The target is for a “private beta” stage (where the service is available to eligible users by invitation only) to commence on 31 July 2017, with public beta (where the service is available to all eligible users) by early January 2018.

The project team intends to invite up to 2,000 claimants to use the service, so as to get feedback from a representative sample of users and claim types.

The CPRC was asked to approve a preliminary pilot scheme to test the issue and response stage. This will be the first of a series of pilots that will take place over the next three years. The papers put to the meeting include the draft Practice Direction for the pilot scheme, which sets out the required conditions for claims to fall within the scheme. Some key requirements include:

  • The claim is for a specified sum of money not exceeding £10,000 (including interest).
  • The claim would not normally follow the Part 8 procedure.
  • The claim is not being brought under the Consumer Credit Act 2006.
  • The claim is not for personal injury.
  • There is only one claimant and only one defendant.
  • The claimant is not under 18 and not a “protected party”.
  • The claimant’s address for service is within the UK, and the claimant has an email address that can be used for the case.

The new bill of costs: in, out, shake it all about!

The May meeting was asked to approve a proposal for use of the new bill of costs (currently being piloted under PD 51L) to become mandatory in respect of costs incurred after 1 October 2017, and for the pilot scheme to be extended to assessment of costs in the County Court.

Previous CPRC papers have highlighted the very real dilemma around voluntary pilot schemes. Pilots are aimed at providing practitioners with an opportunity to test new procedures so that they can be refined and improved before they become mandatory. That does not happen when there is limited, or no, take up. The May minutes reveal that, since the pilot commenced on 1 October 2015, only three bills have been filed in an electronic format. Senior Costs Judge Gordon-Saker observed that uptake would be limited while it remained a pilot.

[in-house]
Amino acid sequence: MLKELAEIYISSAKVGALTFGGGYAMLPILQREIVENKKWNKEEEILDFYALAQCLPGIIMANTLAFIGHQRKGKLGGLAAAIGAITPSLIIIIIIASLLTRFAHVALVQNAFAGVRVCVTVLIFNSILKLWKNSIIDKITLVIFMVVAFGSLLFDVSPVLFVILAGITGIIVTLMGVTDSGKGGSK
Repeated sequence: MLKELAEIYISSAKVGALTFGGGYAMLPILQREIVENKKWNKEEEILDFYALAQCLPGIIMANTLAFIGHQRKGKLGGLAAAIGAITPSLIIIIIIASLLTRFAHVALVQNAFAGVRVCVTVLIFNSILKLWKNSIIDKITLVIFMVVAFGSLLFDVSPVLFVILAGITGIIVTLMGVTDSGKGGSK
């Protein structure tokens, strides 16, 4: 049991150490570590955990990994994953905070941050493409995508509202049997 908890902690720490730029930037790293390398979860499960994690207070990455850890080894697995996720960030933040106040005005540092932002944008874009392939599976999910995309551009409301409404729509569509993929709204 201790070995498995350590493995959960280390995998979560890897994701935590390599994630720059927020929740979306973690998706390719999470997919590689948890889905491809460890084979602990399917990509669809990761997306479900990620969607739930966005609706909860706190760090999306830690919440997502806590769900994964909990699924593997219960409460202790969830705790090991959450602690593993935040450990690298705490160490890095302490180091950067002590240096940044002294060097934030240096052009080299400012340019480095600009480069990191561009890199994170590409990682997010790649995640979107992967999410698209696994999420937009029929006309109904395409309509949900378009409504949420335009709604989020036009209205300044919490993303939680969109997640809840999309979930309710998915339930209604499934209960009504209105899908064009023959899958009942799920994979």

The new bill of costs sub-committee has called for the new format bill of costs to become mandatory for a number of reasons, including:

  • Take up of the new bill of costs has started (albeit on a very limited basis) and no problems of significance have emerged.
  • The main reason the new bills have not been used seems to have been due to a reluctance to incur time and expense whilst there is uncertainty about implementation.
  • All “major firms” now use electronic time recording so, for such firms, the effort to use the new form bill of costs is “modest”. The sub-committee considers that smaller firms should use a time recording system that allows the new bill to be produced or use a costs draftsperson to report the time appropriately.
  • Using the new bill and spreadsheet will simplify the detailed assessment process, increase transparency and save costs.
  • Continuation of the pilot would be “futile”.

At the May meeting, the CPRC agreed that the pilot should be made mandatory for bills submitted to the Senior Courts Cost Office (SCCO), but that further work should be done before extending the scheme to the County Court.

That is not the end of the story. Subsequently, in her email circulating the May papers, the Secretary to the CPRC provided the following update:

“Please note the New Bill of Costs was also discussed at the June 2017 [meeting] and the Committee decided to defer date on which the new bill becomes mandatory until 2018. I will circulate a copy of the revised bill of costs shortly.”